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New 18-105 VR best DX zoom yet?

Discussion in 'Lens Lust' started by Harry Lavo, Aug 27, 2008.

  1. I spent a few minutes this morning on Nikon's web site comparing the MTF charts for the new 18-105 VR lens to the other DX zooms.


    One thing is very clear....the new lens' performance is much more akin to the 18-135 (and to a lesser degree the 16-85) than to the other Nikon DX zooms. It has slightly higher (but not as uniform center-to-wide) contrast than the 18-135, the previous champ in this area. It has substantially higher resolution in the center 2/3rds of the image (out to 10mm) than any other DX zoom. In this reagard it bests the 18-135 and 16-85 in the center, but not the 18-135 at the edges which it essentially equals.

    I suspect new D90 users will be very happy with this lens, and if it is made available separately so should be the rest of us DX shooters. Of course hands-on reviews may reveal a flaw, but the basics as per the MTF's look excellent.
    Last edited by a moderator: Aug 27, 2008
  2. Thanks Harry. Each new Nikon lens seems to be sharper than the last. It'll be interesting to see how the lens does in other respects.

    I'll suspect we'll see constant "16-85VR or 18-105VR -- which should I buy?" threads now. The lenses are actually quite different -- plastic mount, possible other build quality differences, VR I vs. VR II, 2mm more on the wide end, and approximately 50% difference in price.
  3. These wide to tele kit lenses have nice range for walk-around, but miss the boat in terms of aperture speed and closeup capability. The new 18-105 is a dark f/5.6 at 105mm, and its max reproduction ratio is only 1:5. Contrast that to the old 28-105, which is f/4.5 at 105mm and its max reproduction ratio of 1:2. In terms of my priorities for a walkaround lens, closeups/macros outrank wide angle, but that's jmho.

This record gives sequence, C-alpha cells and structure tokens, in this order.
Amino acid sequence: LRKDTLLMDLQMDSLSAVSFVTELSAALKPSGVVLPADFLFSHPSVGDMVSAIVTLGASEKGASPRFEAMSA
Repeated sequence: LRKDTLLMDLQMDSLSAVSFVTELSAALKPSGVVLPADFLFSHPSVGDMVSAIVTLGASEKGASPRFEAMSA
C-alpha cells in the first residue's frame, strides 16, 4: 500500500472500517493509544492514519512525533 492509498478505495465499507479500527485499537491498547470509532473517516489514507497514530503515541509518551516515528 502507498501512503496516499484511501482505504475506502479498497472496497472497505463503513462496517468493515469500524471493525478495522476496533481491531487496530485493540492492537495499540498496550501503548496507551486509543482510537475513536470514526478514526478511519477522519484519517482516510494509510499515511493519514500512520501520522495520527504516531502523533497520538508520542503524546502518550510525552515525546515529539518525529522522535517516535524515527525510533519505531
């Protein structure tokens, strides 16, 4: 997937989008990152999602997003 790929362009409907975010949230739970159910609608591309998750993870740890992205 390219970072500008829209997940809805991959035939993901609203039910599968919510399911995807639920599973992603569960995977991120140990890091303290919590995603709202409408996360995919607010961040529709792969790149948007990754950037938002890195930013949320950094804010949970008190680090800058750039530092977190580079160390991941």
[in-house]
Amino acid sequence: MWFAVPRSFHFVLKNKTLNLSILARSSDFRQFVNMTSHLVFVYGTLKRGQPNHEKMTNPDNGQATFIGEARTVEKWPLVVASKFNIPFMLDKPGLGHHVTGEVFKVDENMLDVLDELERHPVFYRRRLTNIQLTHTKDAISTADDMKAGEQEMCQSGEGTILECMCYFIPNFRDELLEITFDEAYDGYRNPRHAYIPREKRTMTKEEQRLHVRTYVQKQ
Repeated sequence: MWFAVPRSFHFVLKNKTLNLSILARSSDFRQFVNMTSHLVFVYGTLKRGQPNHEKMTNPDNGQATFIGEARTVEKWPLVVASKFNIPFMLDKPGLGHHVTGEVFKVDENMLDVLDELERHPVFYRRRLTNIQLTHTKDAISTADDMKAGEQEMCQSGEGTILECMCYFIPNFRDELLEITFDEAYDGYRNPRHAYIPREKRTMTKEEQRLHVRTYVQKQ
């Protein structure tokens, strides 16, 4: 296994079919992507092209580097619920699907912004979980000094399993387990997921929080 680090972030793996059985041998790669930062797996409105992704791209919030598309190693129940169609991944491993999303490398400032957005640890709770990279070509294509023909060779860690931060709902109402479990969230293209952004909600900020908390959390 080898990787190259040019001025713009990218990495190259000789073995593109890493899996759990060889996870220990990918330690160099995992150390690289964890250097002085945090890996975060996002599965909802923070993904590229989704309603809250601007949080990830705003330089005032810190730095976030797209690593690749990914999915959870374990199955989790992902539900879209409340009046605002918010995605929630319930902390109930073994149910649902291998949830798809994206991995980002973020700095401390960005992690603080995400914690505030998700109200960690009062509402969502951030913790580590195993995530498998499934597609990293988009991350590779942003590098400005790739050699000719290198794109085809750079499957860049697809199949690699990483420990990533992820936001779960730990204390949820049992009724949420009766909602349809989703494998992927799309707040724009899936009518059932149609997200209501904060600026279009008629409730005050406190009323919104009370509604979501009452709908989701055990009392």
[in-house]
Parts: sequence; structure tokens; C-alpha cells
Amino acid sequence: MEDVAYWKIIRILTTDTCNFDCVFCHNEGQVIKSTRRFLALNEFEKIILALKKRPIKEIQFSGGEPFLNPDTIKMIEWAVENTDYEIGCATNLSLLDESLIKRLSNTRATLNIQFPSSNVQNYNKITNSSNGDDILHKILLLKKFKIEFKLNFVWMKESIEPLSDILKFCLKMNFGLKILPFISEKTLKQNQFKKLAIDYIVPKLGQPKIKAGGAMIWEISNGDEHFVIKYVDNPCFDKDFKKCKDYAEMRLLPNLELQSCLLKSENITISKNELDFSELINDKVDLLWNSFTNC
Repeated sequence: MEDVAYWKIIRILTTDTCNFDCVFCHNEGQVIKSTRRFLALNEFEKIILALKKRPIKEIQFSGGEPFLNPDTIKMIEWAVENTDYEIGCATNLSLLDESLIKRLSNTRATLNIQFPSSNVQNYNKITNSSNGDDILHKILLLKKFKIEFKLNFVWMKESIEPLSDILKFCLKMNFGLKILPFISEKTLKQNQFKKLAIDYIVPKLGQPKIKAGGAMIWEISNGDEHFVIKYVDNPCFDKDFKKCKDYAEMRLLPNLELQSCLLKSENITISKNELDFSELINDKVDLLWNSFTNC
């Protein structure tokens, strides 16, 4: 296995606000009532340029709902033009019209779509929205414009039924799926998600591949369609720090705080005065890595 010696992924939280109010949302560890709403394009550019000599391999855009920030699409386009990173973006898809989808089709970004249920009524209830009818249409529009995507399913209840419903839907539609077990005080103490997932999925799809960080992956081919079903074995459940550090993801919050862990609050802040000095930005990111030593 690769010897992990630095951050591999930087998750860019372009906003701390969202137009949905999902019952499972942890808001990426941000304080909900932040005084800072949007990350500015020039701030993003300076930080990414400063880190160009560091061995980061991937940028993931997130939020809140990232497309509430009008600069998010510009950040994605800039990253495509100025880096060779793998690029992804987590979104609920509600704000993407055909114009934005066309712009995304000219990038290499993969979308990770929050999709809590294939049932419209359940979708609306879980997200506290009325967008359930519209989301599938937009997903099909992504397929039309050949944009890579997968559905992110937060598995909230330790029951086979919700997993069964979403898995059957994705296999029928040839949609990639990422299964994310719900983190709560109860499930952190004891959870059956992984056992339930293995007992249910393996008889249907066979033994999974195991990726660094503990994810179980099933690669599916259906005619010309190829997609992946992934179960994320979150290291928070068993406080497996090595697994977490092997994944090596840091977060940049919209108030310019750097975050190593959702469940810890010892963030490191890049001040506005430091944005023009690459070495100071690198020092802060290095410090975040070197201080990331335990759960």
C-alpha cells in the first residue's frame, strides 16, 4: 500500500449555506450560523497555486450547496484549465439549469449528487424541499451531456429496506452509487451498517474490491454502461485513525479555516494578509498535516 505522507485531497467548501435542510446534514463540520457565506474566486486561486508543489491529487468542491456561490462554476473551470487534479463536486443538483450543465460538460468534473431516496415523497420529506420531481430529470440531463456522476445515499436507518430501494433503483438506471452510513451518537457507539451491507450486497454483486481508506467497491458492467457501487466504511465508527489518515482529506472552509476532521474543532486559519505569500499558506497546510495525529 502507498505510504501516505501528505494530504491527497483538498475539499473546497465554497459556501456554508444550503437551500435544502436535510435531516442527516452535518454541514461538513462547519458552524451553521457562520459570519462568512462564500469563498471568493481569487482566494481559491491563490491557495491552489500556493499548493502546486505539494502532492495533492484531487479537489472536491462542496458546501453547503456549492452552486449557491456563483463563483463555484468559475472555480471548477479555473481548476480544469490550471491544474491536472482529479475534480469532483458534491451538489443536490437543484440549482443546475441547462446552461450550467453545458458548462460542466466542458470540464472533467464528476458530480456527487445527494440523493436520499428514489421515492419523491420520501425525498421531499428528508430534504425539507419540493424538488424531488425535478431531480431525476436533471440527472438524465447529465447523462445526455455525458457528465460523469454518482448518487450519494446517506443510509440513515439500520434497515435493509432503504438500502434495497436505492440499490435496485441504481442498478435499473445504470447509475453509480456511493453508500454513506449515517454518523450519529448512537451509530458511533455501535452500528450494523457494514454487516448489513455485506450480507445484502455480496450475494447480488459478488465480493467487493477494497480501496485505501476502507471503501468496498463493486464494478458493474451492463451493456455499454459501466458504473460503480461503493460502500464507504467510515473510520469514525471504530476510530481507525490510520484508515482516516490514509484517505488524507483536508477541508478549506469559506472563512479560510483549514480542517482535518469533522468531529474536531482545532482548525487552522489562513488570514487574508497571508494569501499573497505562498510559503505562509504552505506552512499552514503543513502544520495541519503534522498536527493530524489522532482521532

4. I am mostly in agreement with you on this, Frank, but when travelling I often find I'd like to go a bit wider than 28mm. And I would also like to have VR.

    So I've been hoping this lens might be a better (IQ) travel lens for me than the 18-200VR. At 105mm, the 18-200 only opens to about f/5.3, but the VR helps.
  5. Do we know that the new 18-105 has a plastic mount?
  6. rgordin


    Jun 3, 2008
    Washington, DC
  7. Thanks for the link. I was hoping it would be metal. :frown:
  8. rvink


    Mar 21, 2006
    New Zealand





    For those who complained that the 18-105 was missing from the 18-xxx lineup, you have what you want! Now all we need is an 18-180 :smile:. Notice the strong "family likeness" in the optical designs of all these models.

    The new lens seems reasonably sharp. From the MTF charts it is as good or better than the 18-70 and 18-135, except at the corners of the image. At the wide end corner sharpness suffers, the tele end holds up better. It will be interesting to see how well CA is controlled. It has only one small ED element in the center group. The 18-135 also has one ED lens, in the rear group, and it has been noted that it has more CA than some other lenses. In contrast, the original 18-70 has 3 ED elements. Maybe the automatic CA removal of the D300, and I assume the D90 makes CA control in the lens less important?